14 ways to protect wordpress admin area - Technology tips

Do you see a lot of attacks on your WordPress admin area? Protecting the admin area from unauthorized access allows you to block many common security threats. In this article, we will show you some important tips and hacks to protect your WordPress admin area.

Tips to protect wordpress admin area

1. Use the Firewall site application

Website application firewall or WAF monitors website traffic and blocks suspicious requests from accessing your website.

There are many WordPress firewall plugins, but you should use Sucuri. This is a website security and monitoring service that provides cloud-based WAF to protect your website.

Sucuri powerful firewall for wordpress

All your website traffic goes through their cloud proxy first, where they analyze each request and block suspicious people from ever visiting your site. It prevents your site from hacking, phishing, malware and other malicious activities.

2. Password protect WordPress admin directory

Your WordPress admin area is protected with your WordPress password. However, adding password protection to your WordPress admin directory will add another layer of security to your site.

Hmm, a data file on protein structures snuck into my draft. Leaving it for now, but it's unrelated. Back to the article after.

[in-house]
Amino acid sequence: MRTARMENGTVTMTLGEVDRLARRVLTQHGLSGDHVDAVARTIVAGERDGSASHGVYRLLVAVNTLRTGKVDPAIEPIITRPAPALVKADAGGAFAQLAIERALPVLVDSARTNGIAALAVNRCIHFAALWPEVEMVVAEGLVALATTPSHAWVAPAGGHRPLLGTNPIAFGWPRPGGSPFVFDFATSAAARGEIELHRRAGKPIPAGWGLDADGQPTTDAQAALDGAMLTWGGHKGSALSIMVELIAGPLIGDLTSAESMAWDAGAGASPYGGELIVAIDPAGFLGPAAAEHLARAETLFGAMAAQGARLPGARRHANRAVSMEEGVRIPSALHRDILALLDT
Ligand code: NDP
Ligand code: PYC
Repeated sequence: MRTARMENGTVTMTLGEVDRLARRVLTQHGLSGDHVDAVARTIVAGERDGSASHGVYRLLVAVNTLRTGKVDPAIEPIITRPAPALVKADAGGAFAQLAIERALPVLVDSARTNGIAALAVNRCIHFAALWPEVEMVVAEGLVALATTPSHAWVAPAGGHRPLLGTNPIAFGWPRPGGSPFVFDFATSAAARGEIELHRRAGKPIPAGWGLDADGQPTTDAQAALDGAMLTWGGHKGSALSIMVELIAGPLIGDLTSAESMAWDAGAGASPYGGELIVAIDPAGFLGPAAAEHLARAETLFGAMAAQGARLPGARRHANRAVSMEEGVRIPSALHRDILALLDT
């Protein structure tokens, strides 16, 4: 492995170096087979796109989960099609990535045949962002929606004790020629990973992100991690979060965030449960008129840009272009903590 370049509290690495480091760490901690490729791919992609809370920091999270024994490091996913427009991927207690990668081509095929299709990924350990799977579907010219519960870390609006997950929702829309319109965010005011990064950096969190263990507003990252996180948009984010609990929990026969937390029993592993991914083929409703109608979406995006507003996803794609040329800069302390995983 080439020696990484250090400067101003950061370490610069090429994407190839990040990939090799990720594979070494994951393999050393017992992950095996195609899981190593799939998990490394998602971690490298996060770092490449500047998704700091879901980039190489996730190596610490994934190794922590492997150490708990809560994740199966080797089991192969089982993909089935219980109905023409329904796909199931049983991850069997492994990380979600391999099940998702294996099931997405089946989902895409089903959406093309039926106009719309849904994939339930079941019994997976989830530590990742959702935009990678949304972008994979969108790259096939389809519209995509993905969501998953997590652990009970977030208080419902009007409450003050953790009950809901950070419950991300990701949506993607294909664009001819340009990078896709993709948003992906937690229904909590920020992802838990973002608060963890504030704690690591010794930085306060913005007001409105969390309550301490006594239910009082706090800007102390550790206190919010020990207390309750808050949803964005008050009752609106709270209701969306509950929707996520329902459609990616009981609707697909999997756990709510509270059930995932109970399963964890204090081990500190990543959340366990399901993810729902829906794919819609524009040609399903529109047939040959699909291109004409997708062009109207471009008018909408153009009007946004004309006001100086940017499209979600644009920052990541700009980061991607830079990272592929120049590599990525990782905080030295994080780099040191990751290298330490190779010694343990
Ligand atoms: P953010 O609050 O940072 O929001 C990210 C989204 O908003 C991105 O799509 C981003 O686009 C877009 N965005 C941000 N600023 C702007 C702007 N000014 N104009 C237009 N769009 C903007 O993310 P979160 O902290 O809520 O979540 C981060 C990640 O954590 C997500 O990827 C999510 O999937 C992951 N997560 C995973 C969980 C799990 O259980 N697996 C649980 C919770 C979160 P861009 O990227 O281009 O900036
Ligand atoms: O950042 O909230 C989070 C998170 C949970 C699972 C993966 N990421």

First log into the cPanel dashboard on your host and then click on the ‘Password Protect Directories’ or ‘Directory Privacy’ icon.

Next, you will need to select the wp-admin directory, usually located in the / public_html / directory.

On the next screen, you need to check the box next to the ‘Password to protect this folder’ option and provide a name for the protected folder.

Then click the save button to set permissions.

Next, you need to press the back button and then create users. You will be asked for your username / password and then click the save button.

Now when someone tries to access the WordPress admin or the wp-admin directory on your website, they will be asked to enter their username and password.

3. Always use strong passwords

Strong Password

Always use strong passwords for all your online accounts, including your WordPress website. We recommend using a combination of letters, numbers and special characters in your password. This makes it harder for hackers to guess your password.